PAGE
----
The range of apps runs from amusement to business to productivity to travel to substantive legal and medical information.  For example, I keep apps that provide the California Evidence Code, Federal Rules of Evidence and FRCP on my iPhone.  While Apps do not exist for all codes or even for all states, there are Apps for several codes in many states.  Check the store out for your state codes.

For those of you studying for a bar exam, the Law in a Flash series provides summaries and study aids for Constitutional Law, Federal Income Tax, Evidence, Real Property, Future Interests, Wills & Trusts, Criminal Law, Criminal Procedure, Corporations, Torts and Real Property.

Travel information abounds in the Apps Store.  I recently downloaded a number of additional Apps containing street maps, subway maps and general information about New York, in anticipation of a trip I will take there. New York is not the only city for which you can get travel information;  you can find it for many major cities throughout the world.  You can get information about restaurants (I like Zagat and UrbanSpoon the best).  You can get the local movie listings for wherever you happen to be in the US.

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The bottom line:  Without the App Store, the iPhone was one of the best phones around.  With it, everything else pales in comparison.

Copyright 2009, Jeffrey Allen.  All rights reserved. drugs vytorin canadian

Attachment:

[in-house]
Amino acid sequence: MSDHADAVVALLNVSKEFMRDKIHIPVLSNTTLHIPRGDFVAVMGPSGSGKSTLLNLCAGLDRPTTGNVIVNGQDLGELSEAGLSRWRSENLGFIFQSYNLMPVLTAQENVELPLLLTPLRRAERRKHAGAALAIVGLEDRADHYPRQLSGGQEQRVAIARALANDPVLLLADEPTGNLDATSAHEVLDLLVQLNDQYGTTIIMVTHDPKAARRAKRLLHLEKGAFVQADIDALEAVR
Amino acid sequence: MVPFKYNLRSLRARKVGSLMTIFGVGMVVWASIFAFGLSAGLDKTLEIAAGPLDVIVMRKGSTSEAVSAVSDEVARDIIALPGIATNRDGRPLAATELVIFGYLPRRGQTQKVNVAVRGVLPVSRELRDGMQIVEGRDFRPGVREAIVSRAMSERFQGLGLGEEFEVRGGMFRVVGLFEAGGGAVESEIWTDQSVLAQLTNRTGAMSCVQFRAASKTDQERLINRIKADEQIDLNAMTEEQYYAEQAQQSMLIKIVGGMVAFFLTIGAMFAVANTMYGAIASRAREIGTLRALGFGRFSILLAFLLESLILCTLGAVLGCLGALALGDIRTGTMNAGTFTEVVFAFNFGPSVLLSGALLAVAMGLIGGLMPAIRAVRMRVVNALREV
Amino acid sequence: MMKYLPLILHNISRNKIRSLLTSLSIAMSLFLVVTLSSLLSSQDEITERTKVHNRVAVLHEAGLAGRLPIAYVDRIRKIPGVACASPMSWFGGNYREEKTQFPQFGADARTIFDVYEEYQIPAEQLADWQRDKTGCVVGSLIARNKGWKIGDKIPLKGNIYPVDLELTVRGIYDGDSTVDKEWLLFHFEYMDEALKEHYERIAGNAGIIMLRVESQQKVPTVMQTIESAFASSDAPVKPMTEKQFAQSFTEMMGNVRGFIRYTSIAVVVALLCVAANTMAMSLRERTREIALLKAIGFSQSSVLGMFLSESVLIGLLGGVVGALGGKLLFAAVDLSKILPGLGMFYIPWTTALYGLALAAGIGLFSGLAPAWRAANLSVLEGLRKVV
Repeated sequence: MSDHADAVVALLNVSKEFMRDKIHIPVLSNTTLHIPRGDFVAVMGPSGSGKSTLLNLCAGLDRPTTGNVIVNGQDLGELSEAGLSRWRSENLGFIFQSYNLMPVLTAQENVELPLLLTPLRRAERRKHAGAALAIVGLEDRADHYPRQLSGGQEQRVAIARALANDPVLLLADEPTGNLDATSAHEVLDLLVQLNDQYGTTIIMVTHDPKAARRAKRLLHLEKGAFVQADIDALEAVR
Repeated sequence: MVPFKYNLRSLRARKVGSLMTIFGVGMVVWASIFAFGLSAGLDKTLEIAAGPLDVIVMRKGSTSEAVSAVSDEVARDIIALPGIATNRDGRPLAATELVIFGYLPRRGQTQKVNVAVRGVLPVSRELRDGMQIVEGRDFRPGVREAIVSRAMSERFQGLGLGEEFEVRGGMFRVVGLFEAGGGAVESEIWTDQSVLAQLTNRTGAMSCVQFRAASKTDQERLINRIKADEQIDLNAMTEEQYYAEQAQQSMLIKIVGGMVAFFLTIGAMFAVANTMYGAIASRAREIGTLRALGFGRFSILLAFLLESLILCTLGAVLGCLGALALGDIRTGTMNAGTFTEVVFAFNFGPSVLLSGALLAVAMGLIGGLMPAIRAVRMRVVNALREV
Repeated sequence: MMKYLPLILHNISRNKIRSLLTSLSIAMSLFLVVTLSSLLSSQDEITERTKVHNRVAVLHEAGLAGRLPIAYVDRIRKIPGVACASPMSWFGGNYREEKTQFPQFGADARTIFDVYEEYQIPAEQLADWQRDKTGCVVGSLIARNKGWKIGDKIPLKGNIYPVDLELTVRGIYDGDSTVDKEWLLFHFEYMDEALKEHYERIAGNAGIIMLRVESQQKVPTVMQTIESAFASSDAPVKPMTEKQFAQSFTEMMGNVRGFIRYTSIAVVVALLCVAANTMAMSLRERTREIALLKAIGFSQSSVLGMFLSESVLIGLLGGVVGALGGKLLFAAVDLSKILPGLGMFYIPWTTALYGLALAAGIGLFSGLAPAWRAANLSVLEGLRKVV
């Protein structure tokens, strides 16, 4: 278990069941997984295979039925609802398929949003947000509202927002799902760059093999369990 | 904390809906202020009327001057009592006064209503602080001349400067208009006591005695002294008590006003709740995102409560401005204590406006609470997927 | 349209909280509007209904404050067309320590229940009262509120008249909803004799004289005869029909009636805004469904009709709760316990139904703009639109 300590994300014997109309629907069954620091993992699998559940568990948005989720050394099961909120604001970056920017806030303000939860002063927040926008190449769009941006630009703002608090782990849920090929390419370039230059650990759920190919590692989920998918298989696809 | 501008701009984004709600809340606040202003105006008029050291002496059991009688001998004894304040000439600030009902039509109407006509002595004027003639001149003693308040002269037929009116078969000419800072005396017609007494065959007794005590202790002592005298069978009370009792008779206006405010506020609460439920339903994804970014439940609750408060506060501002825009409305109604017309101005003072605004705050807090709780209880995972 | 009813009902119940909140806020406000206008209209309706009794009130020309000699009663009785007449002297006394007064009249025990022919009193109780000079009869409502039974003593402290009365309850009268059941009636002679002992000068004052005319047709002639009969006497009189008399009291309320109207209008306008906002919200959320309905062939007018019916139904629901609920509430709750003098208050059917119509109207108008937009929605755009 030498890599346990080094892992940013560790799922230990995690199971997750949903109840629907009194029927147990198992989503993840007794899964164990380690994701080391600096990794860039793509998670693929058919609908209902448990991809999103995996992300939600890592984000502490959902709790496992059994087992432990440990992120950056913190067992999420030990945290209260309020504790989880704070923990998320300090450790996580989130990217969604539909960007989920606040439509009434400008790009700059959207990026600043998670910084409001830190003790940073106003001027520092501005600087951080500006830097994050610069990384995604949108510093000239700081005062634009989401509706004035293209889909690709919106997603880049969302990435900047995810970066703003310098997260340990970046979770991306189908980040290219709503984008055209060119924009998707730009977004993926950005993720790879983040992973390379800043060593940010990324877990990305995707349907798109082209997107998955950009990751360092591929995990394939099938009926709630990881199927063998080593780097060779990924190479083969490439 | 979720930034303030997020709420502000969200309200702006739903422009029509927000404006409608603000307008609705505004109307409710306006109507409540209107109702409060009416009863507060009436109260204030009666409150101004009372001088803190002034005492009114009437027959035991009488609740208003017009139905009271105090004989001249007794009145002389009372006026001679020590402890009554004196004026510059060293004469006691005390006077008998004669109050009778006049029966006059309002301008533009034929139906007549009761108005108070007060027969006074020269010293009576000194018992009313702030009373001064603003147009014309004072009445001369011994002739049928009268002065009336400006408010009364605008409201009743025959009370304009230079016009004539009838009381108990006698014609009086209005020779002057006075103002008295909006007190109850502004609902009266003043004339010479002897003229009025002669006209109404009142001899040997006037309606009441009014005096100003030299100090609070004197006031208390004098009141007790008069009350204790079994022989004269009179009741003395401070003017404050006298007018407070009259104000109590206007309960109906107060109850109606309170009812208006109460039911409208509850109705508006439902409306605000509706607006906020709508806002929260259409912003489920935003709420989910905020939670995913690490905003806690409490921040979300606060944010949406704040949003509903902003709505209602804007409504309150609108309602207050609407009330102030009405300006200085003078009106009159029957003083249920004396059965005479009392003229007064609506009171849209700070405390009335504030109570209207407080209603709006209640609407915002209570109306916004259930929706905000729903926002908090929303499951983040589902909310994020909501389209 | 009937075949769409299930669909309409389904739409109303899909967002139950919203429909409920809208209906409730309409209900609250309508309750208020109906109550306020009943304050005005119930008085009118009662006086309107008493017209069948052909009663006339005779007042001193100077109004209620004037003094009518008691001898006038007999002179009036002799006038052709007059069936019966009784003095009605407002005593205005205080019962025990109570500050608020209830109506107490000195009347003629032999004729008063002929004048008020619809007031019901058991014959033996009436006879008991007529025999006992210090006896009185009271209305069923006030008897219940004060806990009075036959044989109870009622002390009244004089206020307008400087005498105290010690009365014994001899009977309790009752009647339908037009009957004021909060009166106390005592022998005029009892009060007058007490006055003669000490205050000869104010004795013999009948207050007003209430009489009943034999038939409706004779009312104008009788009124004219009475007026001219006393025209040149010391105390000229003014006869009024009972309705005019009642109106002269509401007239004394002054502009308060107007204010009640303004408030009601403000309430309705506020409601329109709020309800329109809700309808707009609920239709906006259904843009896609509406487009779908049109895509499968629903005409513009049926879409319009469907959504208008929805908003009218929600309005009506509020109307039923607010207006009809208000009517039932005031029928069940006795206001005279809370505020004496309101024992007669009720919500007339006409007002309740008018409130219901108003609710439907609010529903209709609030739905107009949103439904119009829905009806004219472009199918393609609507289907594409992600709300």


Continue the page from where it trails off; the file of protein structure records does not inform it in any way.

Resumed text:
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Mon, May 25th, 2009 by Graves and Allen

SAAS (Software As A Service)

We have seen in recent months a significant increase in the number of software vendors that have shifted from the model of “sell the software in a box” to the model of “sell a subscription”.  The sale of software by subscription, or software as a service offers benefits for both vendor and customer and poses potentially significant problems for the customer.

From the vendor’s perspective, having a subscription-based structure assures the vendor of a steady and consistent income stream.  Instead of a single purchase price of $100 or $200 or even $1000, the vendor gets a monthly payment from each customer of $20 or $50 or more per unit (usually referred to as a “seat”.  While that means less money immediately, it probably means quite a bit more over time than the vendor would have received from direct sales of the software and an occasional significant upgrade.

Use of the SAAS model also relieves the vendor of pressure to generate a significant enough upgrade to justify charging for it, so as to induce customers to pay more to the vendor.  The SAAS subscription model locks the customer into making a payment or losing the right to use the software and, in many cases, that impairs the ability to access data stored in the program or on the vendor’s server or both.

The SAAS model does allow the vendor to make changes in the software relatively quickly and to distribute them somewhat inexpensively.  It also allows for better customer service at a lower cost as the subscription structure will likely mean that virtually everyone has the same version of the software, making it easier to train technical support people to efficiently deal with problems arising out of the use of the software.

Things to watch out for include the fact that if the software stores the data in a proprietary structure, you may lose access to the data if you lose access to the software, either because the company goes under or because you default in payment and they cancel your subscription.

While some of the SASS vendors appear to be responsible and offer good quality and highly useful products, consider the risks before you buy into the model.  Look into what happens if you decide to terminate the subscription for some reason and what happens if the vendor goes under.  You might also look into the question of confidentiality, if you plan to store your confidential data on the vendor’s server.

Copyright 2009, Jeffrey Allen.  All rights reserved.